Tuesday, 3 December 2013

The Scoreline Isn't Everything.

One of the major problems when attempting to add context to football statistics is that many of the recorded events are highly situational. It is relatively easy to produce a chain of events from touches to passes to key passes through to shots and ultimately onto goals. But the urgency and frequency at which a side attempts these actions and the commitment in effort and manpower that their opponents put into preventing a successful conclusion, depends greatly on the state of the game. Current score, time remaining and the relative abilities and expectation of each side are the three most obvious indicators of the current game state.

It is hugely tempting to collect every positive action performed on the field of play and relate those numbers to match outcome and often the results appear to confirm a connection. Shooting at goal is to be preferred to having to stop a similar effort from your opponent. Therefore, it isn't surprising to see that the winning teams in the EPL during 2011/12 out-shot their opponents by an average of 3.5 shots per match.

However, averages almost always fail to capture the full nuance of a situation. Although 180 of the 2011/12  matches where there was an outright winner saw the winning side out-shoot their opponent, a not insignificant 110 matches saw the loser out-shot the victor. Nearly 40% of result games went to the loser or tie in terms of shots.

Goalscoring, in a low event sport such as football contains a lot of random variation and out and out luck in a single match. If Stoke had filled in the corners of the south stand as proposed in 2011, thus creating a windbreak to the gale that habitually blows towards the Boothen End, if Shawcross hadn't won the toss against Southampton and spurned tradition by turning the sides around, if Southampton's defenders had heeded the mantra of "never let the ball bounce", then Begovic might not have scored the fastest goal by a keeper on a Saturday in November.

However you define it, luck or randomness may play a part in an out-shot side winning the game, but other factors, such as the tactical approach of each side under the influence of the underlying game state is an obvious additional candidate.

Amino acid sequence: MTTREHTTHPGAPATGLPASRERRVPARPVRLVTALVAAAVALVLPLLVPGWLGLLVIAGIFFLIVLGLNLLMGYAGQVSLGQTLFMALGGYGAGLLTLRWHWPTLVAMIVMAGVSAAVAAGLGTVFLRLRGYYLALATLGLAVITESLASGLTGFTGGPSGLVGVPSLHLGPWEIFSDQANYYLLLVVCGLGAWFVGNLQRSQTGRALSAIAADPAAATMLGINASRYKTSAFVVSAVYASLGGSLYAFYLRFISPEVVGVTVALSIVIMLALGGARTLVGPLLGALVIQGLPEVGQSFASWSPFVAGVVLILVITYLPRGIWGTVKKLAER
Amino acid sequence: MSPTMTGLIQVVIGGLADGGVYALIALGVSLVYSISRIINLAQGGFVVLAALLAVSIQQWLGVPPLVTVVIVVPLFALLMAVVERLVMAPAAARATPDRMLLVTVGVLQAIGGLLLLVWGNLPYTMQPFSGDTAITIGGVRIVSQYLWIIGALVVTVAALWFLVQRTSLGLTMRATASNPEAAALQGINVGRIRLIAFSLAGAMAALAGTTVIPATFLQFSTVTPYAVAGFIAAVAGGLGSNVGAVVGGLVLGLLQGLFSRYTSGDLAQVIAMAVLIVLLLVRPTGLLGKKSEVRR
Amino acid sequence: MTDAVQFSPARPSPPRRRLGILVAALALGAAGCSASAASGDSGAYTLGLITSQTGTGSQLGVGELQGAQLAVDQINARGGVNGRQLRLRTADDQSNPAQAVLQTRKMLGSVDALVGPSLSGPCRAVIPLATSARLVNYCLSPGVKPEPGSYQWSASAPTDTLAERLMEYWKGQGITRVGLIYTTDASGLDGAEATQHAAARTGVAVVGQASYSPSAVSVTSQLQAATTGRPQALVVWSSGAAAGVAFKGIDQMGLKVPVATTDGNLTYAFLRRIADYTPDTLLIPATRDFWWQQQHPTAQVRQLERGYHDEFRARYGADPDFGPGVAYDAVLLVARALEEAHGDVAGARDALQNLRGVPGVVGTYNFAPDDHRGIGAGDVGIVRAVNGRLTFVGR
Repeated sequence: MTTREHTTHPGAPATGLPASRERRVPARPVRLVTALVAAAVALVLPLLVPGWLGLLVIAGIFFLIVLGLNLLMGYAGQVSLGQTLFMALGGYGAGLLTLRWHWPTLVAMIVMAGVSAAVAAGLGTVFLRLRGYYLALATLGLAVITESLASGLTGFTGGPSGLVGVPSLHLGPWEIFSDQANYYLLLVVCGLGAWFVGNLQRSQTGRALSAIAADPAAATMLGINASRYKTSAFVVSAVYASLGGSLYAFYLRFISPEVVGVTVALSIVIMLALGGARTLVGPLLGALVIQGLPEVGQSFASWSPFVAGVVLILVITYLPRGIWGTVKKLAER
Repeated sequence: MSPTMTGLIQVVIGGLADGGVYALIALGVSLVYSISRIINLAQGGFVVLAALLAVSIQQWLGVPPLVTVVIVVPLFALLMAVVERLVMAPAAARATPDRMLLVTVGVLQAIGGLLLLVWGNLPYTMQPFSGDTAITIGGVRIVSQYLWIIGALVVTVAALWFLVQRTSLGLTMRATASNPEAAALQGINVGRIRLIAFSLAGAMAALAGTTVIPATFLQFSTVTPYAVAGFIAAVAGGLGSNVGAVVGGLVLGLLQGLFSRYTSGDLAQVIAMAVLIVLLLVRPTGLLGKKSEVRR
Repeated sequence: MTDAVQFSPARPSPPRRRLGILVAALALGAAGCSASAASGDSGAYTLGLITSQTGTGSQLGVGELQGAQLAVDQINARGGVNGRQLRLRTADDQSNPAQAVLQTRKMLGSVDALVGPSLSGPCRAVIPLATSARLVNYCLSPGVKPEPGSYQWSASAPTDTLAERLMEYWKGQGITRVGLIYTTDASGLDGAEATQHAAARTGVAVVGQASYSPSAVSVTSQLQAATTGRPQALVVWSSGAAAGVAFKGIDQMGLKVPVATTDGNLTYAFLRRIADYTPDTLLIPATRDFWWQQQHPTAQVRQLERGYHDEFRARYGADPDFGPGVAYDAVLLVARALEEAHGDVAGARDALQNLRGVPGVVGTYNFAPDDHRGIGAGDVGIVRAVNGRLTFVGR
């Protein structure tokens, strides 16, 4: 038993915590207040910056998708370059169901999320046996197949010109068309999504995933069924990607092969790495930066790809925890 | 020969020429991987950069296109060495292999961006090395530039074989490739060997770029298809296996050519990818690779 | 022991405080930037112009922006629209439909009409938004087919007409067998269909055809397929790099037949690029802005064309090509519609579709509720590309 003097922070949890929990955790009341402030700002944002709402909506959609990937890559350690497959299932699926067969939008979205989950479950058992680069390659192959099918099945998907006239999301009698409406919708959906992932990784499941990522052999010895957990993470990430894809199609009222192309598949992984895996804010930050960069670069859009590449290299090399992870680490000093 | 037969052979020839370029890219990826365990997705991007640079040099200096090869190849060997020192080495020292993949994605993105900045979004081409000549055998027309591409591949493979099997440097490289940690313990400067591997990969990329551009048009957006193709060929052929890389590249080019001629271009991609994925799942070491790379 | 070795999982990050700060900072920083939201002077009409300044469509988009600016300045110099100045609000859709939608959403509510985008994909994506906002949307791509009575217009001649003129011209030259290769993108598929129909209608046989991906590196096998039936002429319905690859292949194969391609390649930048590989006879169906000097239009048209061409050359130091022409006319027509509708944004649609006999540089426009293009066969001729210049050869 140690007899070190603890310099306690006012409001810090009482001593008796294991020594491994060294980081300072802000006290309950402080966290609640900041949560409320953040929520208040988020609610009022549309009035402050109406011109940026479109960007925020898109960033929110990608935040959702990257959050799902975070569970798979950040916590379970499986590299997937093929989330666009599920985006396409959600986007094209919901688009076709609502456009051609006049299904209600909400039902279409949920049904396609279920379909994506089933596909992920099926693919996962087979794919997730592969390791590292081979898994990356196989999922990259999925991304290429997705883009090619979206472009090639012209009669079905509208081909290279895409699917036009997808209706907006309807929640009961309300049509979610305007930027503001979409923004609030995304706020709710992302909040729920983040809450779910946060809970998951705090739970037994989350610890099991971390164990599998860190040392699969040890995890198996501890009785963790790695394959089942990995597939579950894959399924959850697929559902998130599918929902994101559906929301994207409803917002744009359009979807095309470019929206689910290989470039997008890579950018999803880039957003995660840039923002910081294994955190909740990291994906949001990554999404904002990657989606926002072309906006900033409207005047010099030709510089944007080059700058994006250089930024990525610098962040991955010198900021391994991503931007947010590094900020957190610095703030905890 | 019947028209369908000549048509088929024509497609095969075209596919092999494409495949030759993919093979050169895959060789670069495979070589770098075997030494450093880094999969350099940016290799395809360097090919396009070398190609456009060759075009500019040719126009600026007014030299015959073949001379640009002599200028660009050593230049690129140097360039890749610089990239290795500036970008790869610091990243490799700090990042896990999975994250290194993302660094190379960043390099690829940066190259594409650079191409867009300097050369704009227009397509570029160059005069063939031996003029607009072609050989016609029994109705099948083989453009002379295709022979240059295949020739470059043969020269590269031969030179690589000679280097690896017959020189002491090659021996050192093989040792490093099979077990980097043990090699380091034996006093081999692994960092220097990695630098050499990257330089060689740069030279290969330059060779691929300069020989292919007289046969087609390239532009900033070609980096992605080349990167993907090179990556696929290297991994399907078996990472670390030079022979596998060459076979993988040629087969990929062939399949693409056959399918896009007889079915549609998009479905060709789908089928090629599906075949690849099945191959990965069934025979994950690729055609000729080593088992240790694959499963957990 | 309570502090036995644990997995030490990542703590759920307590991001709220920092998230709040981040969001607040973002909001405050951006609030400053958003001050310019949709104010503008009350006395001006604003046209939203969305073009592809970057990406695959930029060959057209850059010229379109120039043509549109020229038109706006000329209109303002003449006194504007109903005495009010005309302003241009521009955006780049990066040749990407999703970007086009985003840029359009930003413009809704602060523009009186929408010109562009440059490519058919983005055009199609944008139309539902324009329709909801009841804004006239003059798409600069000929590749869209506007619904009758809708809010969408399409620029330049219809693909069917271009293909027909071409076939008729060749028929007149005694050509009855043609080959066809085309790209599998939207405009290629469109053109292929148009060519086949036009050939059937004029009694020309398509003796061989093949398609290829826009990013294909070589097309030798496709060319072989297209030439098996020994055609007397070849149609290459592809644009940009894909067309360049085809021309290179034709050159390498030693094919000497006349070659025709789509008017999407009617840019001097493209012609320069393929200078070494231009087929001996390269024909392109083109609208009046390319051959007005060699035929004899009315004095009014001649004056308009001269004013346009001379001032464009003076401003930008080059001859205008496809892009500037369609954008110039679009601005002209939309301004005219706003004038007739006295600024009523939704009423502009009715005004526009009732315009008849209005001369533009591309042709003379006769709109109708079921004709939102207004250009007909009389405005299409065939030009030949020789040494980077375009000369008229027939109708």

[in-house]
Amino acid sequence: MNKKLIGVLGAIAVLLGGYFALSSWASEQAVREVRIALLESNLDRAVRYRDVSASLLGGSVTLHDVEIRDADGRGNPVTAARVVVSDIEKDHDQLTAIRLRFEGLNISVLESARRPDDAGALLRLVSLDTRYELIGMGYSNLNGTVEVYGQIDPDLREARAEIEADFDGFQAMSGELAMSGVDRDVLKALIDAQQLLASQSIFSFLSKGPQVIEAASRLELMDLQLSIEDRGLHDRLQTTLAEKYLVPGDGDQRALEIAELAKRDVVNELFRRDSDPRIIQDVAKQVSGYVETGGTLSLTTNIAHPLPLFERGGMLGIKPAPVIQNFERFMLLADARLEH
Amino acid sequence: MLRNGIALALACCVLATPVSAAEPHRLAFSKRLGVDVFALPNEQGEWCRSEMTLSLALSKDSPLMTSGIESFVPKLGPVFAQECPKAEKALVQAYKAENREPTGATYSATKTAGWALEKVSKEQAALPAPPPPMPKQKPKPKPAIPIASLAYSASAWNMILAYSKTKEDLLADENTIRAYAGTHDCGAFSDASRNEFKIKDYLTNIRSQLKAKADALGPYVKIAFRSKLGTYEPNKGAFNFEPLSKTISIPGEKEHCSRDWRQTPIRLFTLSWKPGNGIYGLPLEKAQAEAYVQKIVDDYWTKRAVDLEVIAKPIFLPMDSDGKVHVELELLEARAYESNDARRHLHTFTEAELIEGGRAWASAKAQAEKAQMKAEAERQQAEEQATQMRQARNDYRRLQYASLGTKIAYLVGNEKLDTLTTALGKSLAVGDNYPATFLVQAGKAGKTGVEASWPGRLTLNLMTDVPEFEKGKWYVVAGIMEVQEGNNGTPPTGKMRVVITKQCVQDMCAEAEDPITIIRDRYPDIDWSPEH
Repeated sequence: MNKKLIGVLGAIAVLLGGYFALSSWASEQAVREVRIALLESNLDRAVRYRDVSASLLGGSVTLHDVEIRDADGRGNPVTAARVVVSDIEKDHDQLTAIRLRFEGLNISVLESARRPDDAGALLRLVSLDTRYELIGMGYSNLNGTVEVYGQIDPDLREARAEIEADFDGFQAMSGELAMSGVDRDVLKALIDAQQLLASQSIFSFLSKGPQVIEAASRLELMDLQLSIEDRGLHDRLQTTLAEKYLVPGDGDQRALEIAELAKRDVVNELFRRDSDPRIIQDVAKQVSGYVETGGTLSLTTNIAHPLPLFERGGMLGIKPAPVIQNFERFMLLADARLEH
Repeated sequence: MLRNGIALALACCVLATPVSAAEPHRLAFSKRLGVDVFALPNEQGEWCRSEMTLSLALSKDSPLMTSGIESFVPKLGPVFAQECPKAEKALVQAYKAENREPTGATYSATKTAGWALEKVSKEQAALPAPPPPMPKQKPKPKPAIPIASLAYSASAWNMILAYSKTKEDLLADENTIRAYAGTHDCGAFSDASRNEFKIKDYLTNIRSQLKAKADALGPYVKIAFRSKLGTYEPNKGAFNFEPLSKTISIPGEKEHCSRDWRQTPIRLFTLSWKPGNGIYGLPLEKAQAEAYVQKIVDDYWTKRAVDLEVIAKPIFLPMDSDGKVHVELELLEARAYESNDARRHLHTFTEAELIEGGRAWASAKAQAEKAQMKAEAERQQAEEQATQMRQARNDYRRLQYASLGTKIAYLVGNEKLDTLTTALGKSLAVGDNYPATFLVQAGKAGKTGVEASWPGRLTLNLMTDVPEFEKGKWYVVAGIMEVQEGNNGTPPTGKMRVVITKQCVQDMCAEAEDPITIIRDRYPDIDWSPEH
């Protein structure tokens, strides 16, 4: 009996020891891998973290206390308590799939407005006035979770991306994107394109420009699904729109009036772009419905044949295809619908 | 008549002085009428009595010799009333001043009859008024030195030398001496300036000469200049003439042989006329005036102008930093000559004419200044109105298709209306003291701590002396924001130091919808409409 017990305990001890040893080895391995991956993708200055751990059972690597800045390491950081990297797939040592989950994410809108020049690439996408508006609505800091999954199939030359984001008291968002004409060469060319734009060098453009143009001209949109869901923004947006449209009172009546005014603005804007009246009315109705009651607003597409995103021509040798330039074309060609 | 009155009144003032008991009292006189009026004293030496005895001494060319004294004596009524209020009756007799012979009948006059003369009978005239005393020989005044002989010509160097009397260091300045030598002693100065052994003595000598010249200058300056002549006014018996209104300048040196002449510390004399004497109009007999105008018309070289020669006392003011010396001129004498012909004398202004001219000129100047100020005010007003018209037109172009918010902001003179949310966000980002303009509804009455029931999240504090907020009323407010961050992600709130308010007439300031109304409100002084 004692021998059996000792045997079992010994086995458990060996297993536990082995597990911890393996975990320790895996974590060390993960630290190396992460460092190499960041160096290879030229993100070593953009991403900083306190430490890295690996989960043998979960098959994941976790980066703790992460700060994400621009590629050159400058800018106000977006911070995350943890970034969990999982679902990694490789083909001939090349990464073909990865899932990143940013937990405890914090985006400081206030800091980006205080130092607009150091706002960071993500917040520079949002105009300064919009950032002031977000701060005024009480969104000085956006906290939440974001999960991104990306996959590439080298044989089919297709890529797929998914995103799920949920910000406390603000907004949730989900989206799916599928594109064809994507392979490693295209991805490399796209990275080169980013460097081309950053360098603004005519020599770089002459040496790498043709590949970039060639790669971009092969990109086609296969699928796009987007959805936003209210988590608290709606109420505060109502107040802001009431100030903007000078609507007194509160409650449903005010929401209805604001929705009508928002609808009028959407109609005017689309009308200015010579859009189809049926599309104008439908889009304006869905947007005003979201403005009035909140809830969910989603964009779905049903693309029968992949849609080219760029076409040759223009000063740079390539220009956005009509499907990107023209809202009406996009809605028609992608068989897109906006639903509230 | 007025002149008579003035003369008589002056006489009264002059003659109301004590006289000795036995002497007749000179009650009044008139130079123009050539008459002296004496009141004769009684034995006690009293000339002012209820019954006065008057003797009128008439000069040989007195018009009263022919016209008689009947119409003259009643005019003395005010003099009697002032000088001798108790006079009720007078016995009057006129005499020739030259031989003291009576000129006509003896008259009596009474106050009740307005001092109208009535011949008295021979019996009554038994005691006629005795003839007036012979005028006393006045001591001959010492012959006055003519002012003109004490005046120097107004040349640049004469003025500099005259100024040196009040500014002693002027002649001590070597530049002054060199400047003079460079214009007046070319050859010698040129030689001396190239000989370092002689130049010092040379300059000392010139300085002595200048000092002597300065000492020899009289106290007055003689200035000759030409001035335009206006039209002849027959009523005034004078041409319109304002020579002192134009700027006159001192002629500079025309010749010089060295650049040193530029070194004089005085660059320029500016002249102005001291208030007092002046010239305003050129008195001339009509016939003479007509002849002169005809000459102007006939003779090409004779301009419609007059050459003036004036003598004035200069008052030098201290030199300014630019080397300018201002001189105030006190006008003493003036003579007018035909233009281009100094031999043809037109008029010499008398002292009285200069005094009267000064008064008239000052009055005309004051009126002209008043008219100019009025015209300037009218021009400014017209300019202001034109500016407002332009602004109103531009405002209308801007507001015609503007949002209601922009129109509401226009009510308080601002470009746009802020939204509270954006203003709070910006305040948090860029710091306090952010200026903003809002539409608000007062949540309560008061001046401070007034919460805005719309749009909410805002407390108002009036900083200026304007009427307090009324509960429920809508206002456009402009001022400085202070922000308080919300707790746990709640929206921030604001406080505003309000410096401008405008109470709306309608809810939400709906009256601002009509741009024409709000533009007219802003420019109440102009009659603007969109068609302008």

Many sports that incorporate game state analysis have either greater numbers of scoring events than football, making a draw at full time much less likely or positively balk at the thought of a draw and actively legislate against such an outcome by incorporating overtime. Therefore, the draw is firstly, uncommon in these sports at the end of regulation and often eliminated by extra playing time.

This isn't the case in football, the relative low scoring nature of the game results in around half of the playing time being spent with the scores level. Secondly, the draw at full time does represent a safe haven for a side that is content with a point. So, a tied scoreline in football is much more likely to still see widely differing intentions displayed by a side and their opponents compared to other sports, because it is a scoreline that can persist at the final whistle.

In dealing with game states, therefore, we must address the issue of the tied scoreline. Once the massive rump of time spent level is given a more team specific outlook, we can begin to see if the out-shot teams took advantage of a fair wind or actively adjusted to a renewed and diversified challenge from a ultimately defeated rival.

Above are the 290 games in 2011/12 that ended with a winning team, showing the influence of average game state on the shot differential experienced by the winning side. Game state is customized stat, so as a general indicator, zero along the horizontal axis indicates a side that was consistently behind expectations for large parts of the match. For example, a good side that couldn't break down weaker opponents until very late in the game or a side that achieved a "come from behind" victory. Values of 1.5 or more comprise sides that were generally well in charge of the game from a relatively early stage or weaker sides that held superior opponents and won late on.

Correlations using single matches as a data point are notoriously weak, but even if a few outlying games may have pulled the line of best fit downwards, the correlation appears clear. The longer an ultimate winner was behind or a stronger team was held by a weaker rival (denoted by the decreasing size of the number along the horizontal axis), the more likely they were to have out-shot their opponents on their way to victory.

On the other side of the game state mirror, an acceptable scoreline for the majority of the game, denoted by a positive value along the horizontal axis appears to indicate that in 2011/12, either by design or through necessity (or a combination of the two), a majority of such sides won despite being out-shot in the match. A side sitting on a lead and defending shots or an underdog defending from the outset and catching their more illustrious opponent on an effective, but rare counter, for example.